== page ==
David Lappartient’s on the verge of heading the French Olympic Committee after the sudden resignation of its previous president, there’s an election next week. If members pick him it’ll be his eleventh role, not the eleventh move in his career, instead he could hold 11 concurrent jobs. Even he says this is unsustainable and it’s quite possible he’ll stand down from the UCI in 2025. The race is on for the next UCI President.
Brigitte Henriques resigned from the French Olympic Committee (Comité national olympique du sport français, CNOSF) last month following a series of semi-public arguments with her predecessor and other board members, not a good look ahead of France hosting the Olympics next summer.
David Lappartient didn’t quite throw his hat into the ring and declare himself a candidate on this news, but made it known that he has a hat and he knows how to toss it. He spoke of standing to become the CNOSF President if there was a “consensus”, a way of saying he’d go for the job if there was a majority behind him to start with. Sure enough he’s now standing and so far there’s one rival candidate in Emmanuelle Bonnet-Oulaldj. It’s only to see out the current term that lasts until 2025.
Lappartient is of course the current UCI President, a job he took on in 2017 and secured a second term in 2021 that runs until 2025. Fans of Lappartient might be delighted that he’s going to apply his skills to another job; detractors will be pleased he’s bound to spend less time on cycling. Of course it might not be so binary.
As highlighted at the top of this post, it would be his eleventh concurrent role. Here are the current ten roles, as listed in newspaper Le Monde yesterday:
- UCI President
- French Olympic Committee member
- International Olympic Committee member
- WADA Foundation Board member
- Paris 2024 Olympic organiser committee
- President of the Morbihan department in France
- President of the Compagnie des ports du Morbihan
- President of the Board of Atout Ports, a firm that does IT projects for pleasure boats
- President of the parc naturel régional du golfe du Morbihan
- A local councillor in Vannes
On top of these ten roles listed by Le Monde, we could add another as corporate registries in France say he’s also an administrateur of a company called Equipements du Morbihan making it 11 jobs but this entry could be old and he’s stepped down. Either way it’s a lot. For context in France there’s a tradition of accumulating roles, a mayor of a village can sit on a regional government and until a decade ago many parliamentary members had other roles as mayors and ministers until reforms put a halt to the practice at the higher levels of government. So Lappartient doing several roles is quasi-normal but as Le Monde says with an ironic tone, ten jobs makes him a “champion” multitasker.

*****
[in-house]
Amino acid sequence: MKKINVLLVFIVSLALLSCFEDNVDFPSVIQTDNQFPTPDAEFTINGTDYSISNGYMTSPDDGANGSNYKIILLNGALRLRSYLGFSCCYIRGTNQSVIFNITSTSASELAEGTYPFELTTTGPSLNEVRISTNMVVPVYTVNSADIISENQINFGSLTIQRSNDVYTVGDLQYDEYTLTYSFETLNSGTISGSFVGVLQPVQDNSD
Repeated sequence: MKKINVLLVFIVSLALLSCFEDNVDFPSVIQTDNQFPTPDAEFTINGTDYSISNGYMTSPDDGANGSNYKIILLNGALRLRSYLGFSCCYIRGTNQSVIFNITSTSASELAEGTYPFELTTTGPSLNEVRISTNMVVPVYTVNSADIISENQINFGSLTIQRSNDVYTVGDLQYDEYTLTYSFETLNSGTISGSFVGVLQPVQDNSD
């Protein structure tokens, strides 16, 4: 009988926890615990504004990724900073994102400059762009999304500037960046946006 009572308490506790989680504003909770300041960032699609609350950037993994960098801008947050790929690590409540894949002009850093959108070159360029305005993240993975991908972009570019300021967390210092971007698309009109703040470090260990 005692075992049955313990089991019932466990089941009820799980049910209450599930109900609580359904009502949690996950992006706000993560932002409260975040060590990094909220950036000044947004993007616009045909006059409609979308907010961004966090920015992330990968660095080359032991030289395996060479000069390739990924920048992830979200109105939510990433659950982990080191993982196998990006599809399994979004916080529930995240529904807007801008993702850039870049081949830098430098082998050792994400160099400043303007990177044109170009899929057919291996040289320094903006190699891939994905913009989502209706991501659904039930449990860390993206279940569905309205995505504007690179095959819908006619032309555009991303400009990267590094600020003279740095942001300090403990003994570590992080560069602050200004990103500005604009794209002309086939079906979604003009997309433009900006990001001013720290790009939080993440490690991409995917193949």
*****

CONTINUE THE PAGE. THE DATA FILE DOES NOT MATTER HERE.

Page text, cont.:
Interestingly there have been several articles in Le Monde of late featuring Lappartient (see here and here ,with the interesting nugget that Igor Makarov sailed into the Bay of Arzon just off the coast of Sarzeau – where Lappartient was the mayor – in August 2017, weeks before Lappartient was first elected as UCI President). James Bond author Ian Fleming once wrote “Once is happenstance. Twice is coincidence. Three times is enemy action” and it’s almost as if someone is briefing against Lappartient via Le Monde. L’Equipe reports that in the wake of these articles Lappartient has written to the CNOSF members to reassure them that he will give up some roles, such as the parks gig. And so he should be explaining, pointing out all these jobs is normal and any electorate ought to be informed and question the candidate’s ability to do the job, including if they have sufficient time and energy.
Just going by the headlines alone and the recriminations with the previous president, taking on the top job at the CNOSF sounds like a poisoned chalice but in a world where these jobs often go to ex-athletes (Henriques was a footballer), perhaps Lappartient as more of a politician can find a way through? He’s also putting his name to the French performance at the Paris Olympics and partly through all the infighting that led to Henriques’s resignation, expectations of a triumphant home haul of gold are probably low. It’s the cycling equivalent of taking a turn into a headwind.
What’s it all mean for cycling?
The CNOSF election is a week away and if it interested bookmakers he’d be the runaway pick, it seems likely he’ll get the job. If so for cycling it’s likely to mean the UCI President is going to be spending more time in Paris and less in Aigle in the short term. But while Lappartient has not said anything about giving up the UCI Presidency, it’s likely he’ll see out his term until 2025 and stand down. This is just hunch-level inference here rather than anything more informed but he’s got to the top level in cycling and whatever he can do in two terms, he doesn’t need a third. Evaluating his role as President is for another day, there’s a lot of “reform” that’s under development and its announcement, let alone implementation, is a while away. Plus it’s hard to separate things he’s achieved from things that might have happened anyway, such as stabilising the UCI finances, governance reforms or added safety measures in road racing and remember that while we see the UCI = Pro Cycling, it’s the governing body of all things cycling from mountain biking to indoor bicycle gymnastics.
The big question is who are the candidates to take over in 2025 and what are their priorities?